Dialectical Behavior Therapy for Suicidal Self-Harming Youth: Emotion Regulation, Mechanisms, and Mediators

Joan Rosenbaum Asarnow, Michele S. Berk, Jamie Bedics, Molly Adrian, Robert Gallop, Judith Cohen, Kathryn Korslund, Jennifer Hughes, Claudia Avina, Marsha M. Linehan, Elizabeth McCauley

Research output: Contribution to journalArticlepeer-review

Abstract

Objective: This study evaluated mechanisms, mediation, and secondary/exploratory outcomes in our randomized controlled trial evaluating dialectical behavior therapy (DBT) compared to individual and group supportive therapy (IGST). We expand on previously reported results indicating a DBT advantage at posttreatment on planned suicide/self-harm outcomes, and greater self-harm remission (absence of self-harm, post hoc exploratory outcome) during active-treatment and follow-up periods. Method: This was a multi-site randomized trial of 173 adolescents with prior suicide attempts, self-harm, and suicidal ideation. Randomization was to 6 months of DBT or IGST, with outcomes monitored through 12 months. Youth emotion regulation was the primary mechanistic outcome. Results: Compared to IGST, greater improvements in youth emotion regulation were found in DBT through the treatment-period [t(498) = 2.36, p =.019] and 12-month study period (t(498) = 2.93, p =.004). Their parents reported using more DBT skills: posttreatment t(497) = 4.12, p <.001); 12-month follow-up t(497) = 3.71, p <.001). Mediation analyses predicted to self-harm remission during the 6- to 12-month follow-up, the prespecified outcome and only suicidality/self-harm variable with a significant DBT effect at follow-up (DBT 49.3%; IGST 29.7%, p =.013). Improvements in youth emotion regulation during treatment mediated the association between DBT and self-harm remission during follow-up (months 6−12, estimate 1.71, CI 1.01−2.87, p =.045). Youths in DBT reported lower substance misuse, externalizing behavior, and total problems at posttreatment/6 months, and externalizing behavior throughout follow-up/12 months. Conclusion: Results support the significance of emotion regulation as a treatment target for reducing self-harm, and indicate a DBT advantage on substance misuse, externalizing behavior, and self-harm-remission, with 49.3% of youths in DBT achieving self-harm remission during follow-up. Clinical trial registration information: Collaborative Adolescent Research on Emotions and Suicide; https://www.clinicaltrials.gov/; NCT01528020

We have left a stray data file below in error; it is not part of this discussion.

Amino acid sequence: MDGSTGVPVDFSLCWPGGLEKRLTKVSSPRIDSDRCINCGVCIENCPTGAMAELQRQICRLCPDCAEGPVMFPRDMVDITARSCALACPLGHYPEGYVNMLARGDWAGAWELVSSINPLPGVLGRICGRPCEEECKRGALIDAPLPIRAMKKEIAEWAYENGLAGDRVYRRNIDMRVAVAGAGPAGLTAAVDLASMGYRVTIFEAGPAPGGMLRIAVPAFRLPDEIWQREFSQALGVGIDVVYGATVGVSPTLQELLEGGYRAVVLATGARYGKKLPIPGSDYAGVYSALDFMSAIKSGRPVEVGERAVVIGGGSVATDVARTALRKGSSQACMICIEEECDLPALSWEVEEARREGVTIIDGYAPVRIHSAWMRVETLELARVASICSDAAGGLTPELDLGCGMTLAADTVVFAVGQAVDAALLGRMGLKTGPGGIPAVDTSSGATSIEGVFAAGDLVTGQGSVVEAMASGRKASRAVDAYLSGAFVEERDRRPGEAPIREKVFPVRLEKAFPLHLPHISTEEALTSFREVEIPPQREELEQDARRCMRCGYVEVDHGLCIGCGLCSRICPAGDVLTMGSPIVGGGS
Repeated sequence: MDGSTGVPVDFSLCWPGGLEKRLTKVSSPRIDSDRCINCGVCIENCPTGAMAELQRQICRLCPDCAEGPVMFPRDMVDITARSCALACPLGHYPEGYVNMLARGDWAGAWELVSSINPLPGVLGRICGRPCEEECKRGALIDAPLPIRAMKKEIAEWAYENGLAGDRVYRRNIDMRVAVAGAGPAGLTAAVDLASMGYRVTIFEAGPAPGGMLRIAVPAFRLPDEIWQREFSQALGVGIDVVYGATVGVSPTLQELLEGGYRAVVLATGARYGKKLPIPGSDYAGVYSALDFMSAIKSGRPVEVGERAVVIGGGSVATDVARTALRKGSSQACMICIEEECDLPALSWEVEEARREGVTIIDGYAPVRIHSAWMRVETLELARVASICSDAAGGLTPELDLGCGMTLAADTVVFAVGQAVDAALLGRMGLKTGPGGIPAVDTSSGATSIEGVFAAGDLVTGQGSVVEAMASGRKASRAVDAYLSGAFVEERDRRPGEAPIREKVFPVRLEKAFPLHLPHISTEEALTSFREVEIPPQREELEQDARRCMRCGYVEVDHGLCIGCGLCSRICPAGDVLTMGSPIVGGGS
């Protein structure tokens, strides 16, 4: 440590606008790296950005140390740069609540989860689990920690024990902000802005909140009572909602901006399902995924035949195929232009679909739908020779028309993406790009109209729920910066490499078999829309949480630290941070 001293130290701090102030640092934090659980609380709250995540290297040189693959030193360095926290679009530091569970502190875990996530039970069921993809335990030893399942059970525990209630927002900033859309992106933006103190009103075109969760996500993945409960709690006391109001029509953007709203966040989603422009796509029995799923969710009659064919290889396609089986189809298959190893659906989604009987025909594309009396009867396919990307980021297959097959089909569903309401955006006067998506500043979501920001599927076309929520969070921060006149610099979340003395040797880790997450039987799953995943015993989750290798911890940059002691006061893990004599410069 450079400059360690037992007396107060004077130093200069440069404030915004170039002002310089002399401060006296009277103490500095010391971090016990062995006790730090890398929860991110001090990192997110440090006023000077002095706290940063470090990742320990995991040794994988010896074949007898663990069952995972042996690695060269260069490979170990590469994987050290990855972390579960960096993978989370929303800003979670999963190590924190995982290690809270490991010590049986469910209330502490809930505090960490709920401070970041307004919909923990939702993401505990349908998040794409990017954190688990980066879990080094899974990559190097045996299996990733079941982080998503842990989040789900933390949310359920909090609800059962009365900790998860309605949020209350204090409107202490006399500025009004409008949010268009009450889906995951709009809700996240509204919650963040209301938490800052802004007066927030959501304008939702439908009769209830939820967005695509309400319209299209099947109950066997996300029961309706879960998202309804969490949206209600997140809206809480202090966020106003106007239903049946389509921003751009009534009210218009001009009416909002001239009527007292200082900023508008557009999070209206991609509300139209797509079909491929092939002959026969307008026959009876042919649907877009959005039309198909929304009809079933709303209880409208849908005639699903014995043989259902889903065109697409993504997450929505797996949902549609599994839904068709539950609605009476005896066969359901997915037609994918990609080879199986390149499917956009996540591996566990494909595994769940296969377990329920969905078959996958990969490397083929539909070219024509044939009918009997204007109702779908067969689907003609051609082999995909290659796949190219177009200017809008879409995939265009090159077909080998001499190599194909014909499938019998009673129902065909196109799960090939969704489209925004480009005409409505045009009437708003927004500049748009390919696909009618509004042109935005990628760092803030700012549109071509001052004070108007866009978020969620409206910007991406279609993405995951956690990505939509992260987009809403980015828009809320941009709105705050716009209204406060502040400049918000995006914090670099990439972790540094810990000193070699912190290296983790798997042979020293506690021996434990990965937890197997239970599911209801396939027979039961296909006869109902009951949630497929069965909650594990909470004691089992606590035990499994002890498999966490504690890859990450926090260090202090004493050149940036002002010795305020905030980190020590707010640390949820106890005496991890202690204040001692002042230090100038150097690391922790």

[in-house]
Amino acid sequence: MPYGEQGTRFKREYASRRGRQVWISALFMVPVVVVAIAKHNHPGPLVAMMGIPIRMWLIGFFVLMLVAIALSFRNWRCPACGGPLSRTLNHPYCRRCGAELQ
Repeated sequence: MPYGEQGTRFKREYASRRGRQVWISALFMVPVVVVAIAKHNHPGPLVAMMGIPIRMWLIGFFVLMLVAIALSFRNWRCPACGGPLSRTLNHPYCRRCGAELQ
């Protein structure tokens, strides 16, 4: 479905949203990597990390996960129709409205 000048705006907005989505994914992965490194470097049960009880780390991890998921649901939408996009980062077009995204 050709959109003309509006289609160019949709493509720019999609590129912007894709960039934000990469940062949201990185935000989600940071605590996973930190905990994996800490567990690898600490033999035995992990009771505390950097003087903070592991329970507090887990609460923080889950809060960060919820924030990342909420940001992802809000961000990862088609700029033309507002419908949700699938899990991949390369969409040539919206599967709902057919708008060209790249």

Original languageEnglish (US)
JournalJournal of the American Academy of Child and Adolescent Psychiatry
DOIs
StateAccepted/In press - 2021
Externally publishedYes

Keywords

  • dialectical behavior therapy
  • nonsuicidal self-injury
  • self-harm
  • suicide

ASJC Scopus subject areas

  • Developmental and Educational Psychology
  • Psychiatry and Mental health

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